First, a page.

In the present study, IT injection of BDNF antibody attenuated the mechanical allodynia after incision strongly suggesting that BDNF was implicated in the incision-evoked mechanical allodynia. However, it remains elusive the underlying mechanism that BDNF contributes to the incision-evoked pain hypersensitivity. Ample evidence demonstrated that incision-evoked pain hypersensitivity was mainly mediated by AMPA/kainite-dependent mechanisms, but not NMDA receptor-dependent mechanism. This is because the AMPA antagonist but not NMDA receptor antagonist can reverse the incision-evoked pain hypersensitivity [11–13]. However, the data from mice and rat in vitro spinal cord preparation showed that BDNF led to hyperalgesia via an NMDA-mediated mechanism after peripheral inflammation [3, 20]. Together with previous studies, the present study suggests that BDNF modulate the incision-evoked pain hypersensitivity through non-NMDA receptors such as TrkB or ERK. In this regard, compelling evidence showed that intraspinal injection of BDNF could phosphoryate ERK in the spinal cords, which subsequently activate the downstream signals including the pain-related neurotransmitters  or the related inflammatory mediator, IL-1β.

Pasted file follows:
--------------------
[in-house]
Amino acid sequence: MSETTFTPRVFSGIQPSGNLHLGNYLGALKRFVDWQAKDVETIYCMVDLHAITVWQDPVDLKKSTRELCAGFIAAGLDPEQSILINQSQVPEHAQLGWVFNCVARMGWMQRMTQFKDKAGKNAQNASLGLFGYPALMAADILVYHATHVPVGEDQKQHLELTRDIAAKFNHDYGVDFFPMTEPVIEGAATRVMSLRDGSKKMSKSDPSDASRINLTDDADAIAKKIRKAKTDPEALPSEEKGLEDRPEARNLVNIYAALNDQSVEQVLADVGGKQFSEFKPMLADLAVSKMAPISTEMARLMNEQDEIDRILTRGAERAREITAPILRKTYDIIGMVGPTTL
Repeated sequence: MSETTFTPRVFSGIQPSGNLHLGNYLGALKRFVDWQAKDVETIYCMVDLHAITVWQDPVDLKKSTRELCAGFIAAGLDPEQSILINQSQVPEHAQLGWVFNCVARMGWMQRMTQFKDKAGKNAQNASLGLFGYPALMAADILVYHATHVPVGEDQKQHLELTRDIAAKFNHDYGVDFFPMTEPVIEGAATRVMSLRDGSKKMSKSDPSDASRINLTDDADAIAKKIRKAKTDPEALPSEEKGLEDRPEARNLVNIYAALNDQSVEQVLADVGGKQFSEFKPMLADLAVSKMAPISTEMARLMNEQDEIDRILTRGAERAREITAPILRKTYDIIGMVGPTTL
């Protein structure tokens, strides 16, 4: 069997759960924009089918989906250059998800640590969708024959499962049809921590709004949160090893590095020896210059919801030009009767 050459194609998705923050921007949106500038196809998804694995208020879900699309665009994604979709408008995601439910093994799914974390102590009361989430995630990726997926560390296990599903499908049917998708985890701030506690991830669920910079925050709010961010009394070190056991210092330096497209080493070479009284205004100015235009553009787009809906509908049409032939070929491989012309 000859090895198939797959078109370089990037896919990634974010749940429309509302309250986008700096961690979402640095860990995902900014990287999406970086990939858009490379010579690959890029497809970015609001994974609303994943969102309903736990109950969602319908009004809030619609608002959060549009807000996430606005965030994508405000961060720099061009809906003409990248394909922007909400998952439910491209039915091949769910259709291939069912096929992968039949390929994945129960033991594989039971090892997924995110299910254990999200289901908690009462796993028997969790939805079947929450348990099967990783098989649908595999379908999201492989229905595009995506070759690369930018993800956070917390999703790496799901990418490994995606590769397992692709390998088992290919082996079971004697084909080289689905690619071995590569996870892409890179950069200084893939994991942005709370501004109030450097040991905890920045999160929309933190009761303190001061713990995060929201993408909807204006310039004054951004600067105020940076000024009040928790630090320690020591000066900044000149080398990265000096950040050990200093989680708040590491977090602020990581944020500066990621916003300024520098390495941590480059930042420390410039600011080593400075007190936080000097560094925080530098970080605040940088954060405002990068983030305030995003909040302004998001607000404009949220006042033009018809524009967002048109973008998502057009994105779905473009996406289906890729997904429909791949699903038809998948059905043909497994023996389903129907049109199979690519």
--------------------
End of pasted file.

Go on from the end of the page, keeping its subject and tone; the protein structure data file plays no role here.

It has been reported that NGF contributed to the neuropathic pain and inflammatory pain, and was also associated with incision-evoked pain hypersensitivity . The increase of NGF in the subcutaneous tissue after hind-paw incision was coincided with the pain-related behavior, and systemic anti-NGF treatment could reverse the incision-evoked guarding pain, but not mechanical allodynia . In spite of the fact that activation of BDNF was one way that NGF contributed to inflammatory pain [2, 22], BDNF might play the differential roles in the incision-evoked pain hypersensitivity as compared with NGF. In the present study, the fact that IT injection, but not systemic treatment of anti-BDNF antibody reduced the incision-evoked mechanical allodynia strongly indicated that BDNF might be involved in the incision-evoked mechanical allodynia whereas NGF be associated with spontaneous-like pain after incision.